Approximate Assessment of Main
Support Cables in the
Arena Fonte Nova, Brazil
World Cup Stadium 2014A stunning stadium roof built for the 2014 football world cup, the Arena Fonte Nova was designed by RFR Engineers using non linear analysis. RFR was founded by Peter Rice of Ove Arup in 1982 in Paris. In the November 2014 edition of the Structural Engineer magazine the design was featured for this oval shaped stadium comprising a PTFE Fabric roof supported of a series of radial beams. The roof floats over the stands by means of a ring beam; a series of vertical posts tied by top and bottom cables.
The interesting question is can a sensible method of first appraisal be used to check the level of force in the ring beam top and bottom cables which is hung off the cable braced beams?
As an exercise in understanding the roof action the roof was firstly simplified by squeezing in the ends of the oval shape into a series of concentric circles approximating to the estimated overall stadium dimensions. This was split into 36 (10degree) segments with equal loading. The main cable support posts were estimated to be 22m in depth (by scaling the photographs). An anatomy of the main structure is shown below:
The plan dimensions are shown below in metres:
260m overall diameter of stadium, with 130 diameter open void area over the football pitch.
By assuming that the only support to the structure is via the cables (noted as main ring cables), holding up the main beams, this was firstly checked in 2 dimensions by separating out one of the 10 degree segments. A hand calculation with assumed light loading was undertaken – derivation of cable forces from figure 2.9.29 in the book.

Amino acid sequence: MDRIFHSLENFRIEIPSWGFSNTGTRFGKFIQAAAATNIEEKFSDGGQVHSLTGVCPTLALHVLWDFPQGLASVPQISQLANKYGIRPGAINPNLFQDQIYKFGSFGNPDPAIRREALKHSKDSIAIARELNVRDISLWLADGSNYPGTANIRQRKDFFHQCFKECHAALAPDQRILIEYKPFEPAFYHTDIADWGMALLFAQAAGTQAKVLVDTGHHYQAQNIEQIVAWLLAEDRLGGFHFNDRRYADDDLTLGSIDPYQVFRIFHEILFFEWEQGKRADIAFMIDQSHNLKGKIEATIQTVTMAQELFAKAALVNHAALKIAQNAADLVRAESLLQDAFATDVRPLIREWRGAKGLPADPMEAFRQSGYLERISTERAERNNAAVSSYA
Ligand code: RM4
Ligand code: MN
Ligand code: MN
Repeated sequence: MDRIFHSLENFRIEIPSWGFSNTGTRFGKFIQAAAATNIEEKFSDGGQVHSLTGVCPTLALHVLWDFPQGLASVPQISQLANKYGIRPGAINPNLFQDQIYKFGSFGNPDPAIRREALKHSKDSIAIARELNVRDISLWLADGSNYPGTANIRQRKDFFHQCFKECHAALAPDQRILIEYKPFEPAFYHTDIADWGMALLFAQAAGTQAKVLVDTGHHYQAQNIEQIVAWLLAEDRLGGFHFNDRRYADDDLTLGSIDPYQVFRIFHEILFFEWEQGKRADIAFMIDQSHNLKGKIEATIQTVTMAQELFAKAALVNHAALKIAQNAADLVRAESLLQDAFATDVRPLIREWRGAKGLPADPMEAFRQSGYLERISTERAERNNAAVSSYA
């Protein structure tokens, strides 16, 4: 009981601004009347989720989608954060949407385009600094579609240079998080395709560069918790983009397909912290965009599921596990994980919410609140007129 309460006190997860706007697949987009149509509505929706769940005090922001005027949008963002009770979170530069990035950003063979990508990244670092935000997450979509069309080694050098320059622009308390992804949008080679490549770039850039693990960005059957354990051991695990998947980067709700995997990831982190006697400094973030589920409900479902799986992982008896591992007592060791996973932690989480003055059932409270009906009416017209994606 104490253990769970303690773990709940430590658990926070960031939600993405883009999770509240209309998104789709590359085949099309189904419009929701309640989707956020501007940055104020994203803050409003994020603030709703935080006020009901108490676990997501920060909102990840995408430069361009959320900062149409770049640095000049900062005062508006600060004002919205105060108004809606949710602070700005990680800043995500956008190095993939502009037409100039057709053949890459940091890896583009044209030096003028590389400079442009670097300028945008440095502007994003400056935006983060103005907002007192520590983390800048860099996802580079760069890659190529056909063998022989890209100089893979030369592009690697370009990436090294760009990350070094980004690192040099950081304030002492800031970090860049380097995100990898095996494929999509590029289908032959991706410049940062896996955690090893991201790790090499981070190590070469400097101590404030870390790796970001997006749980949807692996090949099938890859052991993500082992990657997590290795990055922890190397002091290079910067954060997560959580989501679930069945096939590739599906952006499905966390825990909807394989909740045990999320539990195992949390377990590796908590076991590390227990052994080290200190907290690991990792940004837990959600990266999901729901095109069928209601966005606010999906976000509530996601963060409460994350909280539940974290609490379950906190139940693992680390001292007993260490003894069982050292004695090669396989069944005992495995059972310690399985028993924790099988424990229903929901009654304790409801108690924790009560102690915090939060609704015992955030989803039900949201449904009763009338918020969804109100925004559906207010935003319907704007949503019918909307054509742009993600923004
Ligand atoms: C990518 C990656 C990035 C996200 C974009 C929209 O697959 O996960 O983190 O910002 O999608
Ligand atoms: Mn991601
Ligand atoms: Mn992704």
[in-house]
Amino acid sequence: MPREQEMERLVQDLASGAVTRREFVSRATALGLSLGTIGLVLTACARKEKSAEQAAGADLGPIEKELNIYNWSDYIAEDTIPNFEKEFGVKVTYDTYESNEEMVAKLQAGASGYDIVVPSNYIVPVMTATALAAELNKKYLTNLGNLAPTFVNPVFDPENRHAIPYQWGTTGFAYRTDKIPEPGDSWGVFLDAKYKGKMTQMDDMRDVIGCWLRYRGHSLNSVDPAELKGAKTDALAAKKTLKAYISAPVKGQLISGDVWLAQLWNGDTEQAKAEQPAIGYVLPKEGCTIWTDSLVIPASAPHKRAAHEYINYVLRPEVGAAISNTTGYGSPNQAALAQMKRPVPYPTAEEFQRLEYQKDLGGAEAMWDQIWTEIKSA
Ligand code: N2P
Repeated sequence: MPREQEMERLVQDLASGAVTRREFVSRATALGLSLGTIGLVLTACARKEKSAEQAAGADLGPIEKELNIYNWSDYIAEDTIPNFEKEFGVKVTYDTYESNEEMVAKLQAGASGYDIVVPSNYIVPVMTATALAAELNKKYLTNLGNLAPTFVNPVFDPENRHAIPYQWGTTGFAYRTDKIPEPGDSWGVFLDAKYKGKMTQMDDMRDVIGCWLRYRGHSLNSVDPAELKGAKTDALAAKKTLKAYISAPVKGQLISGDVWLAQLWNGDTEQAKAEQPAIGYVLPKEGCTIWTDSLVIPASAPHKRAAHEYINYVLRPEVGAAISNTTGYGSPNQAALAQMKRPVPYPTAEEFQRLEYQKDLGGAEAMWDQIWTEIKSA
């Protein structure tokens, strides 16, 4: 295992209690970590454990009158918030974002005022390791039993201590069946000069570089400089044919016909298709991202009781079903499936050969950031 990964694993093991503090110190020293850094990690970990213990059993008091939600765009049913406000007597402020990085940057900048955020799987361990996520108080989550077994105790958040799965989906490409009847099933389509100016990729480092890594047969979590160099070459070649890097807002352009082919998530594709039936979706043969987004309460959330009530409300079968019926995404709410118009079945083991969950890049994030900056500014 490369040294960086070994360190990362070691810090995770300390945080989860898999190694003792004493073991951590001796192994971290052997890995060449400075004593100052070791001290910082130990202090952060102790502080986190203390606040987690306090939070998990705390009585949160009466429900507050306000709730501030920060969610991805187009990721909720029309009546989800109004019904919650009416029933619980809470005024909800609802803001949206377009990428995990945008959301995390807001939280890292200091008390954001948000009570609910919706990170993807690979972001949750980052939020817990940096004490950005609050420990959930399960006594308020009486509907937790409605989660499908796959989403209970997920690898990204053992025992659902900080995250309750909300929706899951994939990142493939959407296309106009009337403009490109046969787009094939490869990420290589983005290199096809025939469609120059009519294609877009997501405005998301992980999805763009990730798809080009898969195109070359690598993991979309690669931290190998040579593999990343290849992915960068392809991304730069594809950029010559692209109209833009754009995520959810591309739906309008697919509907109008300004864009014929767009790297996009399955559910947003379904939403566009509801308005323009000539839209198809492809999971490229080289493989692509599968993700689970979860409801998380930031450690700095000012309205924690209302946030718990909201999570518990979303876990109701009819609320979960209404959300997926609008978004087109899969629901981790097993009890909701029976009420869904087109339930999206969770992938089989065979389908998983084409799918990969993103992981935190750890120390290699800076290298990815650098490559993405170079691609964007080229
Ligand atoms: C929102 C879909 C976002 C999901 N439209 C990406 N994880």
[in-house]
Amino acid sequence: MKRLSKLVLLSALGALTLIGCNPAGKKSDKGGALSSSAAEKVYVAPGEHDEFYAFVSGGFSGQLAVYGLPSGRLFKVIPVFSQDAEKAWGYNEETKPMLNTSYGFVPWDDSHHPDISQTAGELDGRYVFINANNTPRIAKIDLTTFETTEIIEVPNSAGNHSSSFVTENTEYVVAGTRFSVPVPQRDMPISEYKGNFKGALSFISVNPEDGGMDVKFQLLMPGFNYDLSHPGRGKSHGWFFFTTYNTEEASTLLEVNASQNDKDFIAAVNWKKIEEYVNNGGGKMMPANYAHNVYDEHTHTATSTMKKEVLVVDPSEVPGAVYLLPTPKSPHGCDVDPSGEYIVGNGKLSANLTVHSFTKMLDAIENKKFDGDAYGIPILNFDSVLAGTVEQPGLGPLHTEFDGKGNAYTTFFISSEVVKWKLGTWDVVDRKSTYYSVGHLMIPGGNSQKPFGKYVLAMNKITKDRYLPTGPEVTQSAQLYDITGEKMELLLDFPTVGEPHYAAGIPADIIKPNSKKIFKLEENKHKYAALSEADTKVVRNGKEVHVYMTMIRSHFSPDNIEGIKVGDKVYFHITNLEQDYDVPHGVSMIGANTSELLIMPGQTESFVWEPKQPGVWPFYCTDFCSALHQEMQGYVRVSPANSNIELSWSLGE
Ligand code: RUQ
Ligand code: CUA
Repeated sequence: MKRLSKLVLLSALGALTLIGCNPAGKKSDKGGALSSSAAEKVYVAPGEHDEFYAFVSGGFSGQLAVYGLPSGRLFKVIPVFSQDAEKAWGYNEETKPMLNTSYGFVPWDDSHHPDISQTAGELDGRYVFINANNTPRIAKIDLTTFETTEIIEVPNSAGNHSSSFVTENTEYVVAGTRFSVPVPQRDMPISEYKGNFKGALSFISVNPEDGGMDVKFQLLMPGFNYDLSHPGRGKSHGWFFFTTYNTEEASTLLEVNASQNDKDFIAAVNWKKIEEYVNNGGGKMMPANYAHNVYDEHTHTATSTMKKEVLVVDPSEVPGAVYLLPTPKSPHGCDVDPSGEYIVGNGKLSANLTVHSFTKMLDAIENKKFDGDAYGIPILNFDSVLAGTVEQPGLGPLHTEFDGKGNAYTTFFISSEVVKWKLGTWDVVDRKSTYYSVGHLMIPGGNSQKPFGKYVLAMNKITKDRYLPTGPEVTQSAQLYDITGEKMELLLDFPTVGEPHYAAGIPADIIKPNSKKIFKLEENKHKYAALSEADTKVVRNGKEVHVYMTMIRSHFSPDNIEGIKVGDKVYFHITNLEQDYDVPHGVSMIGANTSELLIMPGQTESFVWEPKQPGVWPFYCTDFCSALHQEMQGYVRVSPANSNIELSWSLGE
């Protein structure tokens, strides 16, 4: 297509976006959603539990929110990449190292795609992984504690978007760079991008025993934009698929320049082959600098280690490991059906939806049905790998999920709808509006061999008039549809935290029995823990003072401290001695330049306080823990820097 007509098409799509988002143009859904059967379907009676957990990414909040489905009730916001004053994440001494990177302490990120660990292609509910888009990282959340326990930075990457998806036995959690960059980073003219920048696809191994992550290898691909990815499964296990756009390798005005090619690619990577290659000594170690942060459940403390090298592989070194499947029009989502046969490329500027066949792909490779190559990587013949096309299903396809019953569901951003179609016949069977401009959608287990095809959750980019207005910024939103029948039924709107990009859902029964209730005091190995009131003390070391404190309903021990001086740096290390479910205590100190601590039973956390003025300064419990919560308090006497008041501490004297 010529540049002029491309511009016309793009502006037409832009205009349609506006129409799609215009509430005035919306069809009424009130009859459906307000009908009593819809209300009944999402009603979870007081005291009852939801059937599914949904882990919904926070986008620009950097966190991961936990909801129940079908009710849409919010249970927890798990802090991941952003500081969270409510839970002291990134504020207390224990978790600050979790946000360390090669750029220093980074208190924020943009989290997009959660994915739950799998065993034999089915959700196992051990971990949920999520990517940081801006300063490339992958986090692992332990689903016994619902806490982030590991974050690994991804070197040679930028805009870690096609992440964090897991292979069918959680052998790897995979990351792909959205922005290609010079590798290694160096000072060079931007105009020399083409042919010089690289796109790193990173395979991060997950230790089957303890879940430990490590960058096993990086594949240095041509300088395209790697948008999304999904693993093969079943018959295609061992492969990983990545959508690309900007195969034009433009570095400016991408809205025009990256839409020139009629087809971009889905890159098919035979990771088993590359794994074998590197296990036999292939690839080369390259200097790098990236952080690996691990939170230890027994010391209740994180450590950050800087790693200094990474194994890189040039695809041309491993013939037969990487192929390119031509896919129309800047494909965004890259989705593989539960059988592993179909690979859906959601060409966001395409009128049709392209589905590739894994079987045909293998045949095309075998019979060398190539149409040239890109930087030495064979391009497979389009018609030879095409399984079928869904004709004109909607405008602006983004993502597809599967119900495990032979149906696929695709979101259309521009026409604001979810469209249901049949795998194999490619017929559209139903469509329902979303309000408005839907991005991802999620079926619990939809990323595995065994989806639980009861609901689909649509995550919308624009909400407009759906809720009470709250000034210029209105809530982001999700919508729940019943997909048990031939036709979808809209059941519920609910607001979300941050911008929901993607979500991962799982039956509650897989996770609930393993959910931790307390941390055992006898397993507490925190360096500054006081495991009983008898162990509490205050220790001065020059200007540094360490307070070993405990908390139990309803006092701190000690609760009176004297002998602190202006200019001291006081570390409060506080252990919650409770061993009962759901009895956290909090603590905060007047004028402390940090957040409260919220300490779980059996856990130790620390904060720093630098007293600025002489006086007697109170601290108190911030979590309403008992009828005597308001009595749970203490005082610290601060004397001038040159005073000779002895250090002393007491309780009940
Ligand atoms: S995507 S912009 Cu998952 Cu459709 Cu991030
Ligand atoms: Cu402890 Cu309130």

In summary the cable loading is shown as balanced, but in reality, in a non linear system the lower cables will resist the downward load, unless the top ring is prestressed to compensate and assist with reduction in deflection. As noted in the article the top ring acts to counteract any uplift from wind – a neat balanced system.
A model was put together in GSA, the same software used by RFR, but only as a linear model:
It shows a top cable in compression, but in reality with a rebalancing of downward load the top cable would reduce in value with the bottom cable assuming more tension.
This is all very crude, but gives an understanding of how the model works with anticipated forces internally. The GSA model will help to assess how out of balance loads with act on the system.